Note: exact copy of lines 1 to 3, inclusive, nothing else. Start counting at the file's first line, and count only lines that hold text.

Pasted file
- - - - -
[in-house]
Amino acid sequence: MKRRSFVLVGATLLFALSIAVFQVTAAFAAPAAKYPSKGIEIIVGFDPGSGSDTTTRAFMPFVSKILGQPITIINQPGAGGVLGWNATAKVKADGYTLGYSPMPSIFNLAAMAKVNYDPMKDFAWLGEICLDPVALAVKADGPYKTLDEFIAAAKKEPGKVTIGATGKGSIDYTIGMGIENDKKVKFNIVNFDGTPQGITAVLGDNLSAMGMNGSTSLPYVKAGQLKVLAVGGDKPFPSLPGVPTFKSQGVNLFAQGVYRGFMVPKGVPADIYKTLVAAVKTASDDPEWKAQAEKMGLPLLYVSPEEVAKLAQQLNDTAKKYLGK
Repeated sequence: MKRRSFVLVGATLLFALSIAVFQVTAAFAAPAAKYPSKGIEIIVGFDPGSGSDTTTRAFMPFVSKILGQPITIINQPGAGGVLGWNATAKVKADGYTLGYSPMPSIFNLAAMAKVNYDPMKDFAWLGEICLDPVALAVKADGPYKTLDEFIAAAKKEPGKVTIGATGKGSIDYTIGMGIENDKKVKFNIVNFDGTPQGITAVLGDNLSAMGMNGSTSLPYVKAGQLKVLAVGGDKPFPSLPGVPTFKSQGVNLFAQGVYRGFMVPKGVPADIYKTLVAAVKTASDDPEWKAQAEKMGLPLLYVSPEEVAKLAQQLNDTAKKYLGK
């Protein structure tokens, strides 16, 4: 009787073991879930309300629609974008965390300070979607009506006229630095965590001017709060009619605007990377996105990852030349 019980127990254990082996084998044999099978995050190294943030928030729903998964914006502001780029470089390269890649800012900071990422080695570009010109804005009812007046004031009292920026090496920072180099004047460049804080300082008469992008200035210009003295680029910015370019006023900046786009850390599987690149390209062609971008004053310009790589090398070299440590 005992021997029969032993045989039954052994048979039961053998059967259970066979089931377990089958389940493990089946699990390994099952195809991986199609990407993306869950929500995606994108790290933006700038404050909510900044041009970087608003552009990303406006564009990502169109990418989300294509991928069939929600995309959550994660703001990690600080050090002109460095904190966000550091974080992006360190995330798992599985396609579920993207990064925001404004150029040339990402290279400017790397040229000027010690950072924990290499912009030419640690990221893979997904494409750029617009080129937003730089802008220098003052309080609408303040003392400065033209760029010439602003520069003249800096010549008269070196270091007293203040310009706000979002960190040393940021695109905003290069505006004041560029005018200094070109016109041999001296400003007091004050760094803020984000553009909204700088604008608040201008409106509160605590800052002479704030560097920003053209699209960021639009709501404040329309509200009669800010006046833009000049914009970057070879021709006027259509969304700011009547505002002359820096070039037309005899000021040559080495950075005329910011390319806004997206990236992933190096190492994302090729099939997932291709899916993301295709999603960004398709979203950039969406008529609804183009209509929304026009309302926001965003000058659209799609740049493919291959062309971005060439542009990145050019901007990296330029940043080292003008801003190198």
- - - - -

[in-house]
Amino acid sequence: MKRRSFVLVGATLLFALSIAVFQVTAAFAAPAAKYPSKGIEIIVGFDPGSGSDTTTRAFMPFVSKILGQPITIINQPGAGGVLGWNATAKVKADGYTLGYSPMPSIFNLAAMAKVNYDPMKDFAWLGEICLDPVALAVKADGPYKTLDEFIAAAKKEPGKVTIGATGKGSIDYTIGMGIENDKKVKFNIVNFDGTPQGITAVLGDNLSAMGMNGSTSLPYVKAGQLKVLAVGGDKPFPSLPGVPTFKSQGVNLFAQGVYRGFMVPKGVPADIYKTLVAAVKTASDDPEWKAQAEKMGLPLLYVSPEEVAKLAQQLNDTAKKYLGK
Repeated sequence: MKRRSFVLVGATLLFALSIAVFQVTAAFAAPAAKYPSKGIEIIVGFDPGSGSDTTTRAFMPFVSKILGQPITIINQPGAGGVLGWNATAKVKADGYTLGYSPMPSIFNLAAMAKVNYDPMKDFAWLGEICLDPVALAVKADGPYKTLDEFIAAAKKEPGKVTIGATGKGSIDYTIGMGIENDKKVKFNIVNFDGTPQGITAVLGDNLSAMGMNGSTSLPYVKAGQLKVLAVGGDKPFPSLPGVPTFKSQGVNLFAQGVYRGFMVPKGVPADIYKTLVAAVKTASDDPEWKAQAEKMGLPLLYVSPEEVAKLAQQLNDTAKKYLGK